Despite its many advantages, MRI is not routinely used because it is a somewhat complex and costly procedure. MRI requires large, expensive, and complicated equipment; a highly trained operator; and a doctor specializing in radiology. Generally, MRI is prescribed only when serious symptoms or negative results from other tests indicate a need. Many times another test is appropriate for the type of diagnosis needed.
Doctors may prescribe an MRI scan of different areas of the body.
MRI technology was developed because of the need for brain imaging. It is one of the few imaging tools that can see through bone (the skull) and deliver high quality pictures of the brain's delicate soft tissue structures. MRI may be needed for patients with symptoms of a brain tumor, stroke, or infection (like meningitis). MRI may also be needed when cognitive or psychological symptoms suggest brain disease (like Alzheimer's or Huntington's diseases, or multiple sclerosis), or when developmental retardation suggests a birth defect. MRI can also provide pictures of the sinuses and other areas of the head beneath the face. In adult and pediatric patients, MRI may be better able to detect abnormalities than compared to computed tomography scanning.
Spinal problems can create a host of seemingly unrelated symptoms. MRI is particularly useful for identifying and evaluating degenerated or herniated spinal discs. It can also be used to determine the condition of nerve tissue within the spinal cord.
MRI scanning is most commonly used to diagnose and assess joint problems. MRI can provide clear images of the bone, cartilage, ligament, and tendon that comprise a joint. MRI can be used to diagnose joint injuries due to sports, advancing age, or arthritis. MRI can also be used to diagnose shoulder problems, such as a torn rotator cuff. MRI can also detect the presence of an otherwise hidden tumor or infection in a joint, and can be used to diagnose the nature of developmental joint abnormalities in children.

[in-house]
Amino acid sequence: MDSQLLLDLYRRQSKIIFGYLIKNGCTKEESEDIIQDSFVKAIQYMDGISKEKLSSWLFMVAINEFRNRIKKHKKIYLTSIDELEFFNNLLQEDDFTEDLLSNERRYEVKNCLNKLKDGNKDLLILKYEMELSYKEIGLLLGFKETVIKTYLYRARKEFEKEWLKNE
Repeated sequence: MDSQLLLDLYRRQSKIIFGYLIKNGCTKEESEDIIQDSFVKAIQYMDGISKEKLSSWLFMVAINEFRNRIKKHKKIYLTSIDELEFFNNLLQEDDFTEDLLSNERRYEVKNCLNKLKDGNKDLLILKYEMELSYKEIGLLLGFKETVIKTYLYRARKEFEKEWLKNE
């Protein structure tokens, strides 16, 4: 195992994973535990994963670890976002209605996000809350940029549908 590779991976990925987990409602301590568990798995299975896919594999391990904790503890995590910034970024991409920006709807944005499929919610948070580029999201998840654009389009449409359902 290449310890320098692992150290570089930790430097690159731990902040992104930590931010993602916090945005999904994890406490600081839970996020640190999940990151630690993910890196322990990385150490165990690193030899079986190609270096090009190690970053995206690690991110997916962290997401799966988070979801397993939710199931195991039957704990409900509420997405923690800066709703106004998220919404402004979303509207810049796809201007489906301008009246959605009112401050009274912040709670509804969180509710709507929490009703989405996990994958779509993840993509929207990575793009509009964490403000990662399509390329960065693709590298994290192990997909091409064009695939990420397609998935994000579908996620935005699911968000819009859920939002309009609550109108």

The properties of MRI that allow it to see through the skull also allow it to view the inside of bones. Accordingly, it can be used to detect bone cancer, inspect the marrow for leukemia and other diseases, assess bone loss (osteoporosis), and examine complex fractures.
MRI technology can be used to evaluate the circulatory system. The heart and blood flow provides a good natural contrast medium that allows structures of the heart to be clearly distinguished.
Whereas computed tomography and ultrasound scans satisfy most chest, abdominal, and general body imaging needs, MRI may be needed in certain circumstances to provide better pictures or when repeated scanning is required. The progress of some therapies, like liver cancer therapy, needs to be monitored, and the effect of repeated x-ray exposure is a concern.
Author Info: Kurt Richard Sternlof, The Gale Group Inc., Gale, Detroit, Gale Encyclopedia of Cancer, 2002This feature is for informational purposes only and should not be used to replace the care and information received from your healthcare provider. Please consult a healthcare professional with any health concerns you may have.